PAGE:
Cooking technique: poaching

This article was originally published in April 2015


Poaching is a very gentle cooking technique that simmers vegetables or protein in a liquid, until the food is tender and succulent. It’s fallen slightly out of favor in a world that grills, sears and roasts so regularly, but it’s commonly seen at brunch, where poached eggs star in Eggs Benedict. Mix and match ingredients and poaching liquids to get varied results with this flexible, low-temperature technique.


Water is the go-to choice for poaching when you don’t want to add flavor from the cooking liquid. An egg is a truly simple starting point; most recipes add a splash of vinegar to help the white set faster and hold its shape properly. Water can be great for flavorful spring vegetables like asparagus, too; the result is crisp and elegant.

Watch our Quick Tips for Perfect Poached Eggs video and see how easy it is!


Poaching chicken breasts adds flavor to the lean meat without adding fat or causing them to dry out. Using homemade or low-sodium chicken broth as the simmering liquid boosts the flavor of the meat, and you can add fresh ingredients like slices of ginger, lemon or green onions that will slowly infuse both the broth and the meat during the cooking process. As a bonus, the infused broth makes a tasty cup of soup, even if you’ve cooked the chicken for another use.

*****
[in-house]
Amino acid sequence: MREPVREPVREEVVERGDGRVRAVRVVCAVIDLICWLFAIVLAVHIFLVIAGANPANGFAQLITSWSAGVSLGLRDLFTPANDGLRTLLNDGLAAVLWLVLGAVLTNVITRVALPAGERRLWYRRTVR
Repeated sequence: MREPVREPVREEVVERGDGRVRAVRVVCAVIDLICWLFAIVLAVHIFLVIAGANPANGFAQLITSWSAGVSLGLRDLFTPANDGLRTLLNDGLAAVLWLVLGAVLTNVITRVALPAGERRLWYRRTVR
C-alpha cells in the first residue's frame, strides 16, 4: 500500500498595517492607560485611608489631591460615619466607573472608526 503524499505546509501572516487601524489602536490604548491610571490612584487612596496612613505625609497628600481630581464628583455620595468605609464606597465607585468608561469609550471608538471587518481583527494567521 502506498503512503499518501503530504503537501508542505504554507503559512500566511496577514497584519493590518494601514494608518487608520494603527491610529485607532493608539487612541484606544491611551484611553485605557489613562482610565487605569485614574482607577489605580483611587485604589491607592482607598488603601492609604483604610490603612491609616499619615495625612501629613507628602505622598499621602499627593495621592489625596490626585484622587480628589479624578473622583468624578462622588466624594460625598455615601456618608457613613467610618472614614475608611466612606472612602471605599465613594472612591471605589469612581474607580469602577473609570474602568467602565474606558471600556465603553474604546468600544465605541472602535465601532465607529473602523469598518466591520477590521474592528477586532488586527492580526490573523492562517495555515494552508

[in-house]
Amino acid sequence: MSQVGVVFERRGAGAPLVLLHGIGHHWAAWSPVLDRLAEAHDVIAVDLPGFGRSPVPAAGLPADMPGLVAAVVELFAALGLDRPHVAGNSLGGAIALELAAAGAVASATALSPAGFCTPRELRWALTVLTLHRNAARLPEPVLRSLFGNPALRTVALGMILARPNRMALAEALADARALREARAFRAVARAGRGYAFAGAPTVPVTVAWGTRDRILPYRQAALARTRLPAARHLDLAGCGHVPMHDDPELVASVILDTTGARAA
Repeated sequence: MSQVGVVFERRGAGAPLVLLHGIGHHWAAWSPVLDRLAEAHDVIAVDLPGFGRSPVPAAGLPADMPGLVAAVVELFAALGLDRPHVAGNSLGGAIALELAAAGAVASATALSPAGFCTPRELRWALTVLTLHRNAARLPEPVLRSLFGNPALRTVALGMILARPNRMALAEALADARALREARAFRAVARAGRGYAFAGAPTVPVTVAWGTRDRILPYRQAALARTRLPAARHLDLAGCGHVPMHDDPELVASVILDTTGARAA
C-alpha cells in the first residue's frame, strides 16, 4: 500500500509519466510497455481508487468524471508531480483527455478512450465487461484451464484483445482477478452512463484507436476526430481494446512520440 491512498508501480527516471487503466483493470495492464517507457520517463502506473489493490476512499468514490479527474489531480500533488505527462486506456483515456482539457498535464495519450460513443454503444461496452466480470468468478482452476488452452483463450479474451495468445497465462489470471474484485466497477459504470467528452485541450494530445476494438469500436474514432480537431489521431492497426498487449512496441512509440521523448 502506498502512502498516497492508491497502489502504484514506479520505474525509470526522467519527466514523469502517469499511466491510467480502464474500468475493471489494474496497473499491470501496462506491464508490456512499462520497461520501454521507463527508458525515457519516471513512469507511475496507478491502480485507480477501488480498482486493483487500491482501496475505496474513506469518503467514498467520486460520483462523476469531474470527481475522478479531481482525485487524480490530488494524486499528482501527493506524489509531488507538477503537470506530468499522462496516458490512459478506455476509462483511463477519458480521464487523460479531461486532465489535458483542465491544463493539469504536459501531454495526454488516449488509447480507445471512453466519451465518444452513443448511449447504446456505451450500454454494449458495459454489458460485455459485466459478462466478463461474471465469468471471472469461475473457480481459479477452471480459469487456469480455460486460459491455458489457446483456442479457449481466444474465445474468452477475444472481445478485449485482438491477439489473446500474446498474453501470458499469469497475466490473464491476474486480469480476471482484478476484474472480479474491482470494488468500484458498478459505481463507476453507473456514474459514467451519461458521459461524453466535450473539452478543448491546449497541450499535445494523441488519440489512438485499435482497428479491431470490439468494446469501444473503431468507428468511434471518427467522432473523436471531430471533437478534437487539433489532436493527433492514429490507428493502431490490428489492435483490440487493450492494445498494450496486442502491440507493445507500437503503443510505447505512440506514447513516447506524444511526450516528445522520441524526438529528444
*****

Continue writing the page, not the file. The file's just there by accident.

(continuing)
The classic ingredient to poach in oil is fish, and it adds an incredibly luscious richness to lean proteins like sockeye salmon or halibut. Add cloves of garlic to the oil as the fish cooks, and the result is tender cloves that add the sweetness of roasted garlic to the finished dish. Again, the gentle simmering prevents the fish from drying out, even though this method is finished in a low-temperature oven.

Poaching recipes

Find easy, delicious poaching recipes in our springtime collection. You’ll find ideas that take great advantage of the season’s crisp young vegetables and fresh fish.

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